As for music, I do hope to resume composing some time in the future — meanwhile I have become a grandmother of two lovely grandchildren who are growing up in Dublin, Ireland, with their American father, my son, and Irish mother, my daughter-in-law.

DW:     Do you ever use TeX as part of those activities?

AH:     Not specifically. I've written many hundreds of flyers, which I started producing in TeX, but soon learned that Word, flawed though it is, seems a faster protyping and production tool for a one or two page flyer. I did use TeX for making lawn signs for a candidate for the Senate whose campaign I was involved in, and I used it also for producing some newspaper ads.

My TeX work and political work are perhaps related, in that the TeX community with its international reach and its democratic nature surely shares the same global outlook, as does the science world in general, that nationalism is only a impediment to pure truth seeking and exploring the nature of reality, and where the ideal products are useful to all people everywhere.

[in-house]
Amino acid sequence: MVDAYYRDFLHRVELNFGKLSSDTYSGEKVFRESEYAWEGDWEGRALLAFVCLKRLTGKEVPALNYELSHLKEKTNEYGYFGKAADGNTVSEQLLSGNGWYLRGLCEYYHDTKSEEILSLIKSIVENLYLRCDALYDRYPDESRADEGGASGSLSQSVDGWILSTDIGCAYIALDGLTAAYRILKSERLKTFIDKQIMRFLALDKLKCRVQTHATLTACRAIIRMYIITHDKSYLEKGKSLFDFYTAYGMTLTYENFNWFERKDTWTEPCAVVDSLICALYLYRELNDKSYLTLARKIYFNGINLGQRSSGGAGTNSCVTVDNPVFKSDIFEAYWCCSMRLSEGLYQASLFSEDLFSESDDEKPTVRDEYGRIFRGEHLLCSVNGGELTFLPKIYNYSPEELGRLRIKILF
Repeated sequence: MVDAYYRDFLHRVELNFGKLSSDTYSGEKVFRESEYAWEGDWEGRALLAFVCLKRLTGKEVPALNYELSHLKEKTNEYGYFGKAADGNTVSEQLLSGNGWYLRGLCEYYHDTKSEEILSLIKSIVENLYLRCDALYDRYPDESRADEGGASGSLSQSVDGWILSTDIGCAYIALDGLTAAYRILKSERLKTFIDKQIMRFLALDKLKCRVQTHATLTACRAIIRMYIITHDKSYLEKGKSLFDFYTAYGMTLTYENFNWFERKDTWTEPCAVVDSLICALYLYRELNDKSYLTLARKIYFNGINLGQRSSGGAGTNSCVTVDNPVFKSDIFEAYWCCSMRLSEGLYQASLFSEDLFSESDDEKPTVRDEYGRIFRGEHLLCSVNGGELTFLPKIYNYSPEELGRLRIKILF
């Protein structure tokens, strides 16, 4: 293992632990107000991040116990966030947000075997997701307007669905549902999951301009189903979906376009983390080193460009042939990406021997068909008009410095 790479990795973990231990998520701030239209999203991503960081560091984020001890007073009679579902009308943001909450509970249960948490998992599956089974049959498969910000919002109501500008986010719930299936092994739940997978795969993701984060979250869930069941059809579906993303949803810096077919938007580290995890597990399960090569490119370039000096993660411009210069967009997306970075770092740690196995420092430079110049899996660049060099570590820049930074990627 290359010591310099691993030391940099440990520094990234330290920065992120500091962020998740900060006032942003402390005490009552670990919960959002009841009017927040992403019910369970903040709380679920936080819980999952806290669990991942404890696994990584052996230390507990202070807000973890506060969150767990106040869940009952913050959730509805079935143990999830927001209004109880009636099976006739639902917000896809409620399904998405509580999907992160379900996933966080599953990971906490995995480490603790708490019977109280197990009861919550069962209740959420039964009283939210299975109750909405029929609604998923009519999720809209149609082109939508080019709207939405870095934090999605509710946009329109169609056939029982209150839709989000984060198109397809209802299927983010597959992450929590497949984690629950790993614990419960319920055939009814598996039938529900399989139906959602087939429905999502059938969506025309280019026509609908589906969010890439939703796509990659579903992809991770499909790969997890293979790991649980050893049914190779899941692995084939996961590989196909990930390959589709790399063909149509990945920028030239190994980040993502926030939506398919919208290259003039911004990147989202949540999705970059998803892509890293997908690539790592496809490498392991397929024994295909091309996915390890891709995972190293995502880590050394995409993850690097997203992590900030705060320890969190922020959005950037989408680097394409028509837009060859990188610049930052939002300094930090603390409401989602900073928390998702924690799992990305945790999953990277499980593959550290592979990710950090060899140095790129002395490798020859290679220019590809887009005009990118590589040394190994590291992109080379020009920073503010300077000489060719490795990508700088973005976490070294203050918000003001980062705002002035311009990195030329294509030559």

I'd like to add that I also am most grateful to Donald Knuth for building the solid and open-ended programming language that I've worked with on a daily basis for the last twenty plus years. His kind spirit set the tone and example for the generous TeX users who have shared thousands of their .sty files, fonts, and ideas, in a worldwide collaborative effort, allowing all of us to be part of a welcoming, humane, and international community.

DW:     Thank you for participating in this interview. Since we both live in the Boston area, perhaps we will meet in person at some point.

AH:     I'd like that! Thanks for the interview, Dave.